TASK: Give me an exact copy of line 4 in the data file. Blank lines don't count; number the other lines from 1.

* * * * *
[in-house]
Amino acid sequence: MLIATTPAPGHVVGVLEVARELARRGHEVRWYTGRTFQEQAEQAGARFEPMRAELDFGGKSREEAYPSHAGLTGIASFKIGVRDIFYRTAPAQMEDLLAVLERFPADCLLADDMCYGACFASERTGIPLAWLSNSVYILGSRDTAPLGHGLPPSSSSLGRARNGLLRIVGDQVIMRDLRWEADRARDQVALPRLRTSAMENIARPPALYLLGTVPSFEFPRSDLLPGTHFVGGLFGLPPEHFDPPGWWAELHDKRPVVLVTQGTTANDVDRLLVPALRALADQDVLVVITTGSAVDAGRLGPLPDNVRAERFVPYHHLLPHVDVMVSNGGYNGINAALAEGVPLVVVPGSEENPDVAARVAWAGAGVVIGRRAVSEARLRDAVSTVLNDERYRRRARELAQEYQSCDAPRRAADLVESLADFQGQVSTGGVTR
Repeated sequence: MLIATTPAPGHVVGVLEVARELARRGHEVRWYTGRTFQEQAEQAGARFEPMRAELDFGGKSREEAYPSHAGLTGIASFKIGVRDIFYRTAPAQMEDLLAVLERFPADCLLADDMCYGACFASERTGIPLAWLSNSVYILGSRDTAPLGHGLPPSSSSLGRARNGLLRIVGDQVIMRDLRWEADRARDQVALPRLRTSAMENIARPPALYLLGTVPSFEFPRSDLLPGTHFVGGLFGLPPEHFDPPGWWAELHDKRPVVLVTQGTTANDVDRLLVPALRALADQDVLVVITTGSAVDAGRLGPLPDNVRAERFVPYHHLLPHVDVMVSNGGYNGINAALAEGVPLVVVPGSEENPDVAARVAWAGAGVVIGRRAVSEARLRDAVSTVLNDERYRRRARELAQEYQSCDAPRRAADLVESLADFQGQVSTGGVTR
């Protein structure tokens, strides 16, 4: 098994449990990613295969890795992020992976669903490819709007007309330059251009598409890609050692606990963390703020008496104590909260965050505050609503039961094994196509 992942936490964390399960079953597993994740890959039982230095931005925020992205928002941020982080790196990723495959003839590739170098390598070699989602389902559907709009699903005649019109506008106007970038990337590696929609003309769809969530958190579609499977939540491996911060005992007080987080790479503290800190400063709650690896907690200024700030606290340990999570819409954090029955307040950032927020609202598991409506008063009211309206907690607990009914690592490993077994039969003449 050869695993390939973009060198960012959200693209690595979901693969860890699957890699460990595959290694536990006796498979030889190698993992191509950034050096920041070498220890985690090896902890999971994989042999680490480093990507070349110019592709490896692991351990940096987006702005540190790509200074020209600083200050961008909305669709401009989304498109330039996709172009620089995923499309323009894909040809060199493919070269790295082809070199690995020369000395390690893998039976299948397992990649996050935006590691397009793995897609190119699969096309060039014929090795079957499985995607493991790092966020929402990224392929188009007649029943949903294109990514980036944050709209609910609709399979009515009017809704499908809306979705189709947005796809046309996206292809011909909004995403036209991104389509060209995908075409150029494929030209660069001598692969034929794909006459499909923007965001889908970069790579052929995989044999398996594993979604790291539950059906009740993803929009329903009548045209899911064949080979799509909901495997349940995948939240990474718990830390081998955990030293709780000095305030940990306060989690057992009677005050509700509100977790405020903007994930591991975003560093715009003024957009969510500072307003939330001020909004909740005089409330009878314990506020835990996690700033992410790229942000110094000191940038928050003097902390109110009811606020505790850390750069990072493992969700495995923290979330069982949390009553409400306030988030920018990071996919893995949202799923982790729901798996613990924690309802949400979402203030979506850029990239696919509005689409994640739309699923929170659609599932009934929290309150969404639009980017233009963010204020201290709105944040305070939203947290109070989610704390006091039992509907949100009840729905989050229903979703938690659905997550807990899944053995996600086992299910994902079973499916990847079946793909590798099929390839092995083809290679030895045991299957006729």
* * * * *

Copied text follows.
């Protein structure tokens, strides 16, 4: 098994449990990613295969890795992020992976669903490819709007007309330059251009598409890609050692606990963390703020008496104590909260965050505050609503039961094994196509 992942936490964390399960079953597993994740890959039982230095931005925020992205928002941020982080790196990723495959003839590739170098390598070699989602389902559907709009699903005649019109506008106007970038990337590696929609003309769809969530958190579609499977939540491996911060005992007080987080790479503290800190400063709650690896907690200024700030606290340990999570819409954090029955307040950032927020609202598991409506008063009211309206907690607990009914690592490993077994039969003449 050869695993390939973009060198960012959200693209690595979901693969860890699957890699460990595959290694536990006796498979030889190698993992191509950034050096920041070498220890985690090896902890999971994989042999680490480093990507070349110019592709490896692991351990940096987006702005540190790509200074020209600083200050961008909305669709401009989304498109330039996709172009620089995923499309323009894909040809060199493919070269790295082809070199690995020369000395390690893998039976299948397992990649996050935006590691397009793995897609190119699969096309060039014929090795079957499985995607493991790092966020929402990224392929188009007649029943949903294109990514980036944050709209609910609709399979009515009017809704499908809306979705189709947005796809046309996206292809011909909004995403036209991104389509060209995908075409150029494929030209660069001598692969034929794909006459499909923007965001889908970069790579052929995989044999398996594993979604790291539950059906009740993803929009329903009548045209899911064949080979799509909901495997349940995948939240990474718990830390081998955990030293709780000095305030940990306060989690057992009677005050509700509100977790405020903007994930591991975003560093715009003024957009969510500072307003939330001020909004909740005089409330009878314990506020835990996690700033992410790229942000110094000191940038928050003097902390109110009811606020505790850390750069990072493992969700495995923290979330069982949390009553409400306030988030920018990071996919893995949202799923982790729901798996613990924690309802949400979402203030979506850029990239696919509005689409994640739309699923929170659609599932009934929290309150969404639009980017233009963010204020201290709105944040305070939203947290109070989610704390006091039992509907949100009840729905989050229903979703938690659905997550807990899944053995996600086992299910994902079973499916990847079946793909590798099929390839092995083809290679030895045991299957006729």